“Who knew that science can be cool?” This was one of the many positive comments from Prestige College learners during a University of Pretoria (UP) and International Veterinary Vaccinology Network (IVVN) outreach programme that took place recently in Hammanskraal, north of Pretoria.
A group of female scientists from the University of Pretoria, Ethiopia’s Addis Ababa University and Uganda’s Makerere University visited the school to deliver the second phase of the IVVN African Schools Outreach Programme. The aim of this programme is to provide women scientists working in veterinary vaccinology across Africa with the training and resources (in the form of a mobile laboratory in a suitcase) to host schools outreach workshops in their local communities, with the overall goal of inspiring the next generation of scientists.
The workshop, designed by the Easter Bush Science Outreach Centre from Scotland’s University of Edinburgh, was really hands-on, and the Grade 10 learners had the opportunity to micropipette and perform their own experiment similar to scientists working in laboratories across Africa. Students then had the opportunity to interact with the scientists.
One of the excited learners, Lesedi Hale, said, “My experience today was one I will never forget. I learned many things about science – a subject I thought was uninteresting. Now I am starting to question my career choices based on today’s demonstration. Who knew that science can be cool?”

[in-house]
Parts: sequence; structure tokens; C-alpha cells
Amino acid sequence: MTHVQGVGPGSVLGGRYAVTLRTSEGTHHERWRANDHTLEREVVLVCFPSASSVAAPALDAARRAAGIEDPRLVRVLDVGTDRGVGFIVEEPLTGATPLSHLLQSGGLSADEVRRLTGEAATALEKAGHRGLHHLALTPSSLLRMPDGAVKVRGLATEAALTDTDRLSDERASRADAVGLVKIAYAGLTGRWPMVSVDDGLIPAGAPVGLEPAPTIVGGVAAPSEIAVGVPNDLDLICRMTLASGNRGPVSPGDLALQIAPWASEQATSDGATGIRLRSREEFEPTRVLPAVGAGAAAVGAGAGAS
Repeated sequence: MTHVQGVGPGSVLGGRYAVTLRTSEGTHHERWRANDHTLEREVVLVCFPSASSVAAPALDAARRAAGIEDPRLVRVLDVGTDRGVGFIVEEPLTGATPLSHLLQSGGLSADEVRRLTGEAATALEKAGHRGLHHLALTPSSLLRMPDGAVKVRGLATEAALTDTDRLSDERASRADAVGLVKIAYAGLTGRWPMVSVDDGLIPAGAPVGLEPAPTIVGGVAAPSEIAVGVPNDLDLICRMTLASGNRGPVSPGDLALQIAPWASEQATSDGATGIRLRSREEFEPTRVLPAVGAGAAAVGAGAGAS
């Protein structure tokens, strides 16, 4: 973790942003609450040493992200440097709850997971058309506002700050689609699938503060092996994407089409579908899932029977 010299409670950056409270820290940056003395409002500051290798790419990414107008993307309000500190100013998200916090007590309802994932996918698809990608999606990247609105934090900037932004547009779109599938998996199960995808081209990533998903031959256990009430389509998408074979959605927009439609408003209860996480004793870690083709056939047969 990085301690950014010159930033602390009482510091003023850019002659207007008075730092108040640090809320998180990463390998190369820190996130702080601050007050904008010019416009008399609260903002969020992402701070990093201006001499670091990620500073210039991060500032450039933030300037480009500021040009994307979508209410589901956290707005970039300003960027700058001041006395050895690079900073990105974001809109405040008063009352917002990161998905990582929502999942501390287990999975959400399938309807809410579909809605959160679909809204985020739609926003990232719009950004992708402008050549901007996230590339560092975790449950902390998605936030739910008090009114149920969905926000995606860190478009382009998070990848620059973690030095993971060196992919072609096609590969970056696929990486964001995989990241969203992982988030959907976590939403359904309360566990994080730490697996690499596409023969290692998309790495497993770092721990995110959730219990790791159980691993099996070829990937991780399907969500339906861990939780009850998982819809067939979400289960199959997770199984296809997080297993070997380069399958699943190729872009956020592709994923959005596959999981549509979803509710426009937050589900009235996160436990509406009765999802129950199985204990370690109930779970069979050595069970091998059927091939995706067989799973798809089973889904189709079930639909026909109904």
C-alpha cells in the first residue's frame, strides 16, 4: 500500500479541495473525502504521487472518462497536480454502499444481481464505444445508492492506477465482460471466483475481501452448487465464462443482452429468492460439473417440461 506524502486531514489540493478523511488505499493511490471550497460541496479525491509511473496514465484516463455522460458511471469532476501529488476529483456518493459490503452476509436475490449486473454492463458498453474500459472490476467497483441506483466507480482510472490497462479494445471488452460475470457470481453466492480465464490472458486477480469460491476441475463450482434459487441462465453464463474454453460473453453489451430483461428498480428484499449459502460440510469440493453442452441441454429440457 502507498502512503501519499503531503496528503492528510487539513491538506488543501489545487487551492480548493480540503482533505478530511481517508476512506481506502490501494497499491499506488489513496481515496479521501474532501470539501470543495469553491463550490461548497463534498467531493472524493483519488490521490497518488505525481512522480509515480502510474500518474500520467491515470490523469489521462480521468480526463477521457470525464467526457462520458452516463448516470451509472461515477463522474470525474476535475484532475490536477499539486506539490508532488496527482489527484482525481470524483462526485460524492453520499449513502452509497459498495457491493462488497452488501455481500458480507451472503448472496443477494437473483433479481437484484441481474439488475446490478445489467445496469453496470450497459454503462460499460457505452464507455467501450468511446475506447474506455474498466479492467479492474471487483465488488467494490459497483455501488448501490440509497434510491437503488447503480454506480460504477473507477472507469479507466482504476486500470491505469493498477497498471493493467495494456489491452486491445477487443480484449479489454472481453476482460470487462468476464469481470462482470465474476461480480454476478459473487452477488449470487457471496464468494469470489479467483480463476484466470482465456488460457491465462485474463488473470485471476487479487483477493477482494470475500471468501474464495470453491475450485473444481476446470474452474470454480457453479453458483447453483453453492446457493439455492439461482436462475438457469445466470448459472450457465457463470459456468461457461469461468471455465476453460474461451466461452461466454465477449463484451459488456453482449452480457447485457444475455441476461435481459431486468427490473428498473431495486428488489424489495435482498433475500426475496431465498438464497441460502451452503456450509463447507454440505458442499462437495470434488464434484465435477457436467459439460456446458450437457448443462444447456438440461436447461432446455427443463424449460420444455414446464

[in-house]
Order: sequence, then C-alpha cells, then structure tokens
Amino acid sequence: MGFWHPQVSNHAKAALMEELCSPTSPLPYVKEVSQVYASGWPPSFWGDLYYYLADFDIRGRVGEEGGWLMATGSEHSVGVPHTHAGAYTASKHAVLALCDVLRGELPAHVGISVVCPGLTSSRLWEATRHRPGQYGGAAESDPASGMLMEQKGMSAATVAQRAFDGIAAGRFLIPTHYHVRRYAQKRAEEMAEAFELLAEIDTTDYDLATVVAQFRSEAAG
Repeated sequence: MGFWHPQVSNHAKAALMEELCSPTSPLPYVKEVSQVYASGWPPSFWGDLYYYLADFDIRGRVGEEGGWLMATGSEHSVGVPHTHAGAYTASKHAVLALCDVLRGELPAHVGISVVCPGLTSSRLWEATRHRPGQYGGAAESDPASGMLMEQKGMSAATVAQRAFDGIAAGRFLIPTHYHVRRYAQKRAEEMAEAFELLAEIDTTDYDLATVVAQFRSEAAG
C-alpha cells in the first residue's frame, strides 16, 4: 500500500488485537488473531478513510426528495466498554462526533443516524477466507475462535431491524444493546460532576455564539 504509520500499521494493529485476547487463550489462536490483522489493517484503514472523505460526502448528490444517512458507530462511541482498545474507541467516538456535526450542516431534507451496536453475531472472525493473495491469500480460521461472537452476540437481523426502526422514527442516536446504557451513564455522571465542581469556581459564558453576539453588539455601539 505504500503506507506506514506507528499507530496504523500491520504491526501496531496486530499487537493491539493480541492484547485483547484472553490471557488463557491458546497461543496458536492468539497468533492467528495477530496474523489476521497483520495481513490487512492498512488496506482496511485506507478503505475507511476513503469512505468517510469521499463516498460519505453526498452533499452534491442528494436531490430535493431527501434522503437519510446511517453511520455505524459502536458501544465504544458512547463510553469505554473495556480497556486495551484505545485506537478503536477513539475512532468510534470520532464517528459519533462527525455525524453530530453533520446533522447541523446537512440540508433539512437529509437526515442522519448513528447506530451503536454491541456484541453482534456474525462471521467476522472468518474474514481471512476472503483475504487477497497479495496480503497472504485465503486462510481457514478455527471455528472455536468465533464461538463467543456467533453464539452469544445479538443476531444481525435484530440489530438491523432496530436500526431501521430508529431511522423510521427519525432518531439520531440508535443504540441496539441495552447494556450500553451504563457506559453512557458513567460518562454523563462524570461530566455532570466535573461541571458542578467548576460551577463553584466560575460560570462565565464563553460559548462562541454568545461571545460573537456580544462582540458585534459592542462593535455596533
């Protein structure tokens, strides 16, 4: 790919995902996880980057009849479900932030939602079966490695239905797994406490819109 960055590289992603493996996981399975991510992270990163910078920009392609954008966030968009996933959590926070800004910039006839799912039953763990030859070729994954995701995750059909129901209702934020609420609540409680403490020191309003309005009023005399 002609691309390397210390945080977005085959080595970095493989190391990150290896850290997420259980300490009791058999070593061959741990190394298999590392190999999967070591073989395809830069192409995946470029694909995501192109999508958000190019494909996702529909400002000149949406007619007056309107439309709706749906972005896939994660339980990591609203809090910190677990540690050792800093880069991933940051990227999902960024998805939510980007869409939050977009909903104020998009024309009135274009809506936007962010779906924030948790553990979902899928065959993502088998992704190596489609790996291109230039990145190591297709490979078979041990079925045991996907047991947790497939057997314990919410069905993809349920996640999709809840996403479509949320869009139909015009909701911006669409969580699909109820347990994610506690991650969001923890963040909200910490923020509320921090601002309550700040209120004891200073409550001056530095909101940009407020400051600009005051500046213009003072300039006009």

Another Grade 10 learner, Buhle Mazibuko, echoed Hale’s sentiments. “Today was very informative. As a learner who is approaching university, such occasions help me to decide on what I want to be when I grow up and what I find interesting. I am very grateful for this scientific experience. I learnt a lot and I got many of my questions answered, and I think I might have even found my career.”
Professor Christine Maritz-Olivier from UP’s Department of Biochemistry, Genetics and Microbiology is a leading researcher in the field of ticks and tick-borne diseases, and led the UP delegation. “Our scientists working on finding solutions for animal diseases are passionate about communicating our activities to our local communities,” she said. “This allows our school pupils and families to meet and greet the researchers from the University, get real practical exposure to what it means to be a scientist, and become excited about how science is striving to make our communities healthier. We are privileged to work with the IVVN from the Roslin Institute and the University of Edinburgh (UK) to initiate the first roll-out of an exciting programme on communicating the science behind animal vaccination.”
Dr Carly Hamilton, IVVN Network Manager, emphasised the importance of this outreach. “The IVVN is committed to increasing the number of women working in the field of veterinary vaccinology across Africa. As part of our activities, the IVVN African Schools Outreach Programme provides training and resources for inspirational African scientists to host outreach workshops in schools within their local communities. We were delighted to host a training session at UP and hope the scientists’ new skills and resources will enable staff and students at UP to inspire the next generation of scientists across South Africa.”
After implementing the programme across schools in Kenya, Nigeria and Zambia, the IVVN are expanding the programme to schools in South Africa, Uganda and Ethiopia.
Follow the progress of the programme at @IntVetVaccNet #InspiringFutureScientists and www.up.ac.za
For enquiries regarding the IVVN African Schools Outreach Programme, please contact IVVN Network Manager Dr Carly Hamilton at [email protected], or Prof Christine Maritz-Olivier from the University of Pretoria at [email protected]